The record shows that defense counsel took a shotgun approach to his motion to suppress. He claimed defendant's consent was not voluntary because it was the product of the officer's claim a search warrant was "en route and it is simply a submission to the authority claimed by the officers"; if the consent was not valid, the search warrant did not support the entry to the residence because it is facially invalid in that there was no probable cause — it "is purely speculation with respect to that part of the affidavit that refers to the arson" (italics added); and the search warrant is general. Asked by the court if he was traversing the warrant or attempting to quash it, defense counsel said he was not attempting to go behind the information in the affidavit.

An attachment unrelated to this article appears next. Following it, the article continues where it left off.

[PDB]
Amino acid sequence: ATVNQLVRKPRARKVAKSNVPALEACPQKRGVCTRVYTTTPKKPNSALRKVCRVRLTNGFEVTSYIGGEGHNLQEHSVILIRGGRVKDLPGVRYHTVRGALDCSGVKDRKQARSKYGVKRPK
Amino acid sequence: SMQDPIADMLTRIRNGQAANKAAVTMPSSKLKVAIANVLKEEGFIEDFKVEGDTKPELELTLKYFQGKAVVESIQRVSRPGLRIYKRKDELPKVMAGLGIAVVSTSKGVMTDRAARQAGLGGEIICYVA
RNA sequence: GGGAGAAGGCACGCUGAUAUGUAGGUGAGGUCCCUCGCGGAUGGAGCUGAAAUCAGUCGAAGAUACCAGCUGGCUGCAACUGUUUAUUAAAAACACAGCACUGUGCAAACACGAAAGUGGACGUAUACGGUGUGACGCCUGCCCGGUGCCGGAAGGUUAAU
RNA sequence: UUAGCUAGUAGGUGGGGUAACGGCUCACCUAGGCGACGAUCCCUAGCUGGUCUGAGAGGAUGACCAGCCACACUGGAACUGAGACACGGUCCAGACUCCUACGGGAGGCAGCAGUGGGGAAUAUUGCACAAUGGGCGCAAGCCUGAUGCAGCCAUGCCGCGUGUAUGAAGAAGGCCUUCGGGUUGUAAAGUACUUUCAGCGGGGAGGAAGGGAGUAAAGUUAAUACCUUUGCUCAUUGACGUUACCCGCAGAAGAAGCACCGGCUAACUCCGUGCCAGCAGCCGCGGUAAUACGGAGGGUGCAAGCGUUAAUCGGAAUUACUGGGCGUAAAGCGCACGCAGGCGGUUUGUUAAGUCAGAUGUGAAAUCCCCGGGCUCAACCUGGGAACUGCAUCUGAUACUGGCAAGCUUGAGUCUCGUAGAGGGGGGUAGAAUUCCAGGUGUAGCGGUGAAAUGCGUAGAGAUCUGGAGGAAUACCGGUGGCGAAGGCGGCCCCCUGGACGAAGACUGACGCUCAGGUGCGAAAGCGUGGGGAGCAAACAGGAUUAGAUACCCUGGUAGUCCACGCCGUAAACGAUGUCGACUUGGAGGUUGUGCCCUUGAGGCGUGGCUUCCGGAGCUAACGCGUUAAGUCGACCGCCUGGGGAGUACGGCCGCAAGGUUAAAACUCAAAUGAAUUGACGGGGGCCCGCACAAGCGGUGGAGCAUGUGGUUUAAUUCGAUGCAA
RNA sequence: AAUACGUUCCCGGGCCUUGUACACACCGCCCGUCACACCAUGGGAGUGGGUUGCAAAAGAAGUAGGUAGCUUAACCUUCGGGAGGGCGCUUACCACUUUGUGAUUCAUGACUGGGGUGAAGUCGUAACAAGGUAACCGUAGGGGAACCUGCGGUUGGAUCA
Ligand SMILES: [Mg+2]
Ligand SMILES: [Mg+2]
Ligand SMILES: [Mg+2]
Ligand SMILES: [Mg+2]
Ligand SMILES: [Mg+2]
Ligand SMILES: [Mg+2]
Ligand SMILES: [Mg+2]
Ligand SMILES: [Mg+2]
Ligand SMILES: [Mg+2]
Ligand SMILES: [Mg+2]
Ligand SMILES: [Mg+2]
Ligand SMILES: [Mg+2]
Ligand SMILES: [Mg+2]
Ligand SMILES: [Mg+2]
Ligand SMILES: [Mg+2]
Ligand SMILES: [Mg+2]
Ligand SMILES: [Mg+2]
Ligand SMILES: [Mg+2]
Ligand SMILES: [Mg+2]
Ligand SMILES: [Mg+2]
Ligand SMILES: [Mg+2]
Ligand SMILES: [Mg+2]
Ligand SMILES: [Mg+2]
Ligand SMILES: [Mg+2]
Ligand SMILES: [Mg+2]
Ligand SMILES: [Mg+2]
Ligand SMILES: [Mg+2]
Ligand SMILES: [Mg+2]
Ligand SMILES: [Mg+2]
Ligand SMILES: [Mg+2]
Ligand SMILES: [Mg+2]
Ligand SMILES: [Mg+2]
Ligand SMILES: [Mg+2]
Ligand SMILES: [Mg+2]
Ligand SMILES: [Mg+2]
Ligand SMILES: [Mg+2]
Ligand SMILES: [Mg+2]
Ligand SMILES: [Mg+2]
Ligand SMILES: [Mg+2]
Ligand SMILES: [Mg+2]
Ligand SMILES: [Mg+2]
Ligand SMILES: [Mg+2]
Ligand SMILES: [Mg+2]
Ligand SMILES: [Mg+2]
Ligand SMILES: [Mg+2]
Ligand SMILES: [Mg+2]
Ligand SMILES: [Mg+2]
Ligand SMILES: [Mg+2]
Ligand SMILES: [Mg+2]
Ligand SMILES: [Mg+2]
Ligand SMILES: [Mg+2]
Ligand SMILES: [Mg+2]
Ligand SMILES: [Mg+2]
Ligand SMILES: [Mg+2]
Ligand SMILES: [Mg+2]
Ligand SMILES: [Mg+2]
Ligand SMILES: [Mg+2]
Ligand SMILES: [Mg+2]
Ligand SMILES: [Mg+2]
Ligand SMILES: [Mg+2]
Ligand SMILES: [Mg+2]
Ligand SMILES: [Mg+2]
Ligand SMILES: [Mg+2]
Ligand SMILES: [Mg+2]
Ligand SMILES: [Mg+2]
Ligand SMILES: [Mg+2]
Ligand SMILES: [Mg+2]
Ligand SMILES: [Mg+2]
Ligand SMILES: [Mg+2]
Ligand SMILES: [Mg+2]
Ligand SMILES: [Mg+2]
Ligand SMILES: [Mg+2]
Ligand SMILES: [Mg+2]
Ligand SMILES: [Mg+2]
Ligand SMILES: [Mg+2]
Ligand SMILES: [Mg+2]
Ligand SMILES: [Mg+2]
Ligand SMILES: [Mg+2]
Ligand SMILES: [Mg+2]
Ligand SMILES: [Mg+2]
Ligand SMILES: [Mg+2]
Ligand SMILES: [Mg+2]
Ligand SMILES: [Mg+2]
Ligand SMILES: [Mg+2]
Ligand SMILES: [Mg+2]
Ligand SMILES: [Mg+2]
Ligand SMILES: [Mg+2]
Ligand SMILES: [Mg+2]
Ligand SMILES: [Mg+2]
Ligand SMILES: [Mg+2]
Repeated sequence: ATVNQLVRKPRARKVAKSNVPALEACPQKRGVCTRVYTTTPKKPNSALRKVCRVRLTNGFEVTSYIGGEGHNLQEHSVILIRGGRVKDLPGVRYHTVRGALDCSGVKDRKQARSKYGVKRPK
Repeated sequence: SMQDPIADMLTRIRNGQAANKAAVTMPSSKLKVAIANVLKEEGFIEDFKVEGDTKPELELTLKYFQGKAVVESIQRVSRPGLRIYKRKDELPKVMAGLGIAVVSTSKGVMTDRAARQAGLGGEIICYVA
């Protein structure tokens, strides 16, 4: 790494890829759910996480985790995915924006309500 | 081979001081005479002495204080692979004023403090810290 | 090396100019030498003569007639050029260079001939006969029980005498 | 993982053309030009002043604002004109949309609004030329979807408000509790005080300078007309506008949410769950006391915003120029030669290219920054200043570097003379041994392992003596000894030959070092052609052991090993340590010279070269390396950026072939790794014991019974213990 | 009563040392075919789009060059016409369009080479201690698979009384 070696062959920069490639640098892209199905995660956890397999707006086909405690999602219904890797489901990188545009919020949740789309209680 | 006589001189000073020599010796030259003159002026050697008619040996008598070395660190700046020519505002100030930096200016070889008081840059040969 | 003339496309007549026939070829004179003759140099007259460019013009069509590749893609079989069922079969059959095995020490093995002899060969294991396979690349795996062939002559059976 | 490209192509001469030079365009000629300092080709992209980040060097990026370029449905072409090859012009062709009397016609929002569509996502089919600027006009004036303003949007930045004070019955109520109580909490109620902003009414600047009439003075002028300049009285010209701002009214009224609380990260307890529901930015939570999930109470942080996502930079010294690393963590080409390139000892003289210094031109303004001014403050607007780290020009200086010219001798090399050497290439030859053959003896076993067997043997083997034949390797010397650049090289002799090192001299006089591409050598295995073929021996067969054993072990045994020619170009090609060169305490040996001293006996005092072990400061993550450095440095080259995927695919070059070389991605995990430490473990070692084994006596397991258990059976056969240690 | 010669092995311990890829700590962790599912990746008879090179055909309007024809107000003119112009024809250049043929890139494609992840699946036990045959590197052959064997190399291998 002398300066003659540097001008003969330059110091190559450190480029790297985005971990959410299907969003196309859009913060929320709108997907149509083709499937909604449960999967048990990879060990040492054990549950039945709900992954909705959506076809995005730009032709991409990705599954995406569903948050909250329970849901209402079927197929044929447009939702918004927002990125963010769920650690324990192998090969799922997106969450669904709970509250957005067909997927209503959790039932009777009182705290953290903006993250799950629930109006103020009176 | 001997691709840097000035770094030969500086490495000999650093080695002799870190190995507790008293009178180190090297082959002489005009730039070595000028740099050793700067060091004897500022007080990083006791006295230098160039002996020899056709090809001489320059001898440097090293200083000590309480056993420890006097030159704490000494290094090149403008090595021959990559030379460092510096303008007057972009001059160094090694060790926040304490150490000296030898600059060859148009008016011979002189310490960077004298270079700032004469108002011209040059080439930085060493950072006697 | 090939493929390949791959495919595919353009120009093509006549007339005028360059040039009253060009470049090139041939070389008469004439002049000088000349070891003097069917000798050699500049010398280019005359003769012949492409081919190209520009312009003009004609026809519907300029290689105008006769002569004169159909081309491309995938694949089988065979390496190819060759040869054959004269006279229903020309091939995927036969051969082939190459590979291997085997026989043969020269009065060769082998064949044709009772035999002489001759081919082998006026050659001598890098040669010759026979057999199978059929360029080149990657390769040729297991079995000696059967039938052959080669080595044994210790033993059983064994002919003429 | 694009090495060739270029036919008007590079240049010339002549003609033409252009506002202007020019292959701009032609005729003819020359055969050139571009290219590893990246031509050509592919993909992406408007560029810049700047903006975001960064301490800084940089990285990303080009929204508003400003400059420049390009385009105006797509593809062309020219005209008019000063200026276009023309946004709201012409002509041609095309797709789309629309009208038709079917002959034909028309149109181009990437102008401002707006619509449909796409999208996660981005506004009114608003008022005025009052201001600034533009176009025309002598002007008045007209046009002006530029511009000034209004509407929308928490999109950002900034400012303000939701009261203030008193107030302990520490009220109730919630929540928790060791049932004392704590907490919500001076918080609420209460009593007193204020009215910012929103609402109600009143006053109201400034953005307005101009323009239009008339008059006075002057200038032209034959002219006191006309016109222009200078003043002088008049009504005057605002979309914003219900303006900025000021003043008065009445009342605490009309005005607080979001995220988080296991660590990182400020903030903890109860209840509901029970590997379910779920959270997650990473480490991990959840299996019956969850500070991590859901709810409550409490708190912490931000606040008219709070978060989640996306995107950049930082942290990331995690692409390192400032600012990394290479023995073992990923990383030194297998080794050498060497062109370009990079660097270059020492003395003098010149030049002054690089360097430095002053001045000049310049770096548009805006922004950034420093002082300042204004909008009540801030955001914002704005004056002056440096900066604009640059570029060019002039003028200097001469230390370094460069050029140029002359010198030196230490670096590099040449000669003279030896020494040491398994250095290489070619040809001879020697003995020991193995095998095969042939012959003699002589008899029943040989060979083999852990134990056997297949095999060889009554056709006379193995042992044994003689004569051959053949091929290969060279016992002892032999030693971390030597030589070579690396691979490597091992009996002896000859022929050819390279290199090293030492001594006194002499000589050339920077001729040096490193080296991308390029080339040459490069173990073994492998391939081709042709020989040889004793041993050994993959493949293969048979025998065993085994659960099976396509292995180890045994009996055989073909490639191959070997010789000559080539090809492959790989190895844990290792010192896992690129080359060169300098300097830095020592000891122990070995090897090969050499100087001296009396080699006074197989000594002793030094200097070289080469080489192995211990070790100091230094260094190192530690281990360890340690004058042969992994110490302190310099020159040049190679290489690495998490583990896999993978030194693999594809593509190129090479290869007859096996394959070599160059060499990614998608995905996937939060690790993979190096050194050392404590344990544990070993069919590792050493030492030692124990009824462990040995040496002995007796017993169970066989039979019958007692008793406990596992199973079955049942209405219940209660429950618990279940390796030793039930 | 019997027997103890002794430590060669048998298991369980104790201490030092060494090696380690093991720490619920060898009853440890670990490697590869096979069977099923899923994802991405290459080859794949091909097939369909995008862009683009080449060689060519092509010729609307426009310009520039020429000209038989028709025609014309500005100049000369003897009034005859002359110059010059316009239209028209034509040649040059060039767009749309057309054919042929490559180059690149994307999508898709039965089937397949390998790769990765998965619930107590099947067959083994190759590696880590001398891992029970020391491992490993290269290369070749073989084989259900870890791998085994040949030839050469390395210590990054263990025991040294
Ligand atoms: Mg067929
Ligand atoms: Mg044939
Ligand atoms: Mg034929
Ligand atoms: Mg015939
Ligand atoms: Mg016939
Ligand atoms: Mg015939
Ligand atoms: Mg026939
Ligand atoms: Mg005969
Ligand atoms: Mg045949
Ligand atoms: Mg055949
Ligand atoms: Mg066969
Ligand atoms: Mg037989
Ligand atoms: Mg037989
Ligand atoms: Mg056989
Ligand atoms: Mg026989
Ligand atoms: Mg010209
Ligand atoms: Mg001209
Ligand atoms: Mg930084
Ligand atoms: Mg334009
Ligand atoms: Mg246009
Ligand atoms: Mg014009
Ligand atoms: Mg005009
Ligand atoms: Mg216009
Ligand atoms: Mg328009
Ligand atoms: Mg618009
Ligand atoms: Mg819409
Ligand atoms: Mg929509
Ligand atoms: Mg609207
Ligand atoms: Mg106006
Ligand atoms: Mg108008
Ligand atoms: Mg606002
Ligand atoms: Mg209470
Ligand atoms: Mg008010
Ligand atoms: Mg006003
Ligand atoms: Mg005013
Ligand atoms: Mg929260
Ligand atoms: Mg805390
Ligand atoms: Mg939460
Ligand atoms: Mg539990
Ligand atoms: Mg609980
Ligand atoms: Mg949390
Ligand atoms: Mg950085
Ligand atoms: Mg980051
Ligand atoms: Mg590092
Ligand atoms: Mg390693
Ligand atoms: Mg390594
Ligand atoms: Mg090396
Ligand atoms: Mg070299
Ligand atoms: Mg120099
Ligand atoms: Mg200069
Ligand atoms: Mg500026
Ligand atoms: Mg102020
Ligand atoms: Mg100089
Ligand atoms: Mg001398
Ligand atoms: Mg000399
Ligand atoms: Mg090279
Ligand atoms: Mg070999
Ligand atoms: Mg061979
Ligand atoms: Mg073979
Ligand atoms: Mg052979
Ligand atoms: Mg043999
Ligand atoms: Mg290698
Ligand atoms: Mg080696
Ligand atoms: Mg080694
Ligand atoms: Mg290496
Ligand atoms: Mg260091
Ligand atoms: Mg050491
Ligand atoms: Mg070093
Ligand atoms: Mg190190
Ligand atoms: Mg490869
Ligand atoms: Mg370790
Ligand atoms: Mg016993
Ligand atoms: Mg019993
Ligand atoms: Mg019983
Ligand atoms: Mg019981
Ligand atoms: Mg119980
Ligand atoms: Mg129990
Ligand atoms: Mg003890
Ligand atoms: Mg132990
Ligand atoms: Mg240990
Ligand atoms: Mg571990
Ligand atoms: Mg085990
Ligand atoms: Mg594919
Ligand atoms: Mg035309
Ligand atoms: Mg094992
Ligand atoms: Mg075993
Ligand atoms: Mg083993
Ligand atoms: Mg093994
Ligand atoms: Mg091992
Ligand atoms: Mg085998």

That portion of the majority opinion holding that on remand a full hearing must be had in the trial court to determine the validity of the search warrant is predicated on what I consider to be a strained interpretation of the following portion of Detective Orr's affidavit supporting the search warrant: "Your Affiant drove to 10556 Greeley Ave [ sic] and knocked on a side door and heard footsteps inside. A curtain parted and then returned but no one answered the door. I walked to the garage and saw 9 vehicles parked on the property and an open door to the garage. Inside the garage I observed several auto engines including a blue and a red one on the floor." The majority opine that this language can be construed to suggest that Detective Orr illegally entered defendant's garage — opened the door and entered the garage for the purpose of finding corroborating evidence of his informant's statements — which renders his initial observation of the engines on the garage floor an unlawful search. They further assert that inasmuch as it is on this initial invalid warrantless search the search warrant is based, the warrant is invalid and the search of defendant's residence and seizure of evidence found therein would be unlawful because his consent to search was based on the arrival of a valid search warrant.